What was Trump's Saudi production tweet hoping to achieve?

The Explainer: The US president's claims of two million more barrels a day lie in domestic pressures
What was Trump's Saudi production tweet hoping to achieve?
We have become used to Donald Trump’s policy-by-social media in the last 18 months.
By Eddie Taylor
Thu 05 Jul 2018 09:41 AM

We have become used to Donald Trump’s policy-by-social media in the last 18 months, but a recent tweet that claimed Saudi Arabia had agreed to an increase in oil production to the tune of two million barrels a day left his own government – and OPEC – scrambling for clarification. As always, the claim was rooted more in the desire for a positive headline than any geo-political reality.

Ehsan Khoman, head of research and strategist for MENA at MUFG, steers us through the various political layers at its heart.

So it seems that, no, Saudi Arabia didn’t actually agree to this new oil production.
The White House and the Department of Energy have tried to offer clarification on the announcement. It seems the figure came from production capacity.

There are only four countries with excess capacity able to immediately replace the oil production taken off the market in 2017, and they are Saudi Arabia, the UAE, Kuwait and Russia. According to the International Energy Agency, the body that monitors energy production, Saudi’s excess capacity is 2.1 million bpd, so Trump’s tweet appears to refer to potential capacity.

According to Aramco CEO Amin Nasser, it would take at least six months to reach those levels but the critical concern is that by increasing output to near maximum levels, there would be little extra headroom to manoeuvre to counter any global geopolitical and/or unplanned supply outages. This may create a supply crunch which could be positive for oil prices in the near term.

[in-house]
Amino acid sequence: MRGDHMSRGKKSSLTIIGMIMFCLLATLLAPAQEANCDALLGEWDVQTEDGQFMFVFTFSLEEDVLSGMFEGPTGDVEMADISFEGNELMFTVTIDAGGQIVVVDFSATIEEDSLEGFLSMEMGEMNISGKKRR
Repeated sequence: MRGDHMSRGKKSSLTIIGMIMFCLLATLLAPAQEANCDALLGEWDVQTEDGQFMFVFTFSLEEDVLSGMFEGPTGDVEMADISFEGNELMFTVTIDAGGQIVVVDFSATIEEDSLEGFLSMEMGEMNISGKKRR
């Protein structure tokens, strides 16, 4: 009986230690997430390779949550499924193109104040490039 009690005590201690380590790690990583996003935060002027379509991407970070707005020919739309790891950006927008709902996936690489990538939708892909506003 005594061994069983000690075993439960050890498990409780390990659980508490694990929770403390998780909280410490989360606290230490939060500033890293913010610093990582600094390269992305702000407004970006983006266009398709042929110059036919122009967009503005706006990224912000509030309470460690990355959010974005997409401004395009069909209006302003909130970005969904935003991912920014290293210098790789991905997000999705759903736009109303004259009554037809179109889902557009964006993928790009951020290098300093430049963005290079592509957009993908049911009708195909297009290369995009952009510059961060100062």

What was Trump hoping to achieve? 
The US is explicitly trying to stimulate higher production and the tweet has to be seen in the context of his desire to reduce oil prices.

He is mindful that higher prices will lead to a slowdown in the US economy and also impact the American consumer as we head into summer driving season – and beyond that its impact on the forthcoming mid-term elections in November.

The last thing he wants, with so many seats in Congress and the Senate in contention, is to have the US electorate discontent with high gasoline prices.

But we just had the OPEC meeting in June to settle production targets?
The problem with the OPEC agreement was that it was vague – deliberately so. Each of the member countries came out with differing interpretations of the supply increase:

Both Saudi Arabia and Russia declared that the total increase in output would be up to 1m b/d. Meanwhile, Iran saw no more than 500k b/d of additional output whilst Nigeria forecasted 700k b/d and Iraq said it could be as much as 800k b/d.

Ultimately, it is the opinion of countries that have the spare capacity to produce more that matters, primarily Saudi Arabia and Russia. The result thus far has been a choppy trading sessions in the last week or so, and compliance adherence will be central to the determination of the front-end of the oil price curve.

Will Trump get his way?
The alliance between Saudi Arabia and the US is likely to be one of the crucial factors driving oil supplies and prices, and markets should continue to expect coordinated market management to remain a fixture for the foreseeable future.

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